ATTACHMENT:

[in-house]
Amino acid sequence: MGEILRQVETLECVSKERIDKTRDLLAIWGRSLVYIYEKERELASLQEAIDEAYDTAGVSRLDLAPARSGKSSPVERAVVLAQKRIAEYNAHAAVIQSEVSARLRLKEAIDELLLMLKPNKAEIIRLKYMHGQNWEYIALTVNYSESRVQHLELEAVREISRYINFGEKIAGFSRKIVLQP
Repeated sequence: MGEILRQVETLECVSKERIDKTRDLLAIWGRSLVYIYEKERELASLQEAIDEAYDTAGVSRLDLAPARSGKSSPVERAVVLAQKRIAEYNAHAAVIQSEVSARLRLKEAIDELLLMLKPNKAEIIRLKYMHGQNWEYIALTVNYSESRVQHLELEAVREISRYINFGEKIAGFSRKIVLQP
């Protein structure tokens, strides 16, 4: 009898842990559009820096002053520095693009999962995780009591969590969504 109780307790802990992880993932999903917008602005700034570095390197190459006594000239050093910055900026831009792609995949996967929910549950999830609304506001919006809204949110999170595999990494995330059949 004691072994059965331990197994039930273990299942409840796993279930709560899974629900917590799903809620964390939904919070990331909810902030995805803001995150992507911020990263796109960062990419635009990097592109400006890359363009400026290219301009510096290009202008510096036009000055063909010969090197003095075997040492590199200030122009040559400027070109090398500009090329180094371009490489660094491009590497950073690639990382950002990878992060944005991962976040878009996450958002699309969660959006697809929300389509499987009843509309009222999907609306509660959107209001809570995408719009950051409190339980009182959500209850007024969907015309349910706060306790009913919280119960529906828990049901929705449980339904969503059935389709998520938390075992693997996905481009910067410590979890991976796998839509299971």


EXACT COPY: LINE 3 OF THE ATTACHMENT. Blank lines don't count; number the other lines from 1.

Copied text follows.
Repeated sequence: MGEILRQVETLECVSKERIDKTRDLLAIWGRSLVYIYEKERELASLQEAIDEAYDTAGVSRLDLAPARSGKSSPVERAVVLAQKRIAEYNAHAAVIQSEVSARLRLKEAIDELLLMLKPNKAEIIRLKYMHGQNWEYIALTVNYSESRVQHLELEAVREISRYINFGEKIAGFSRKIVLQP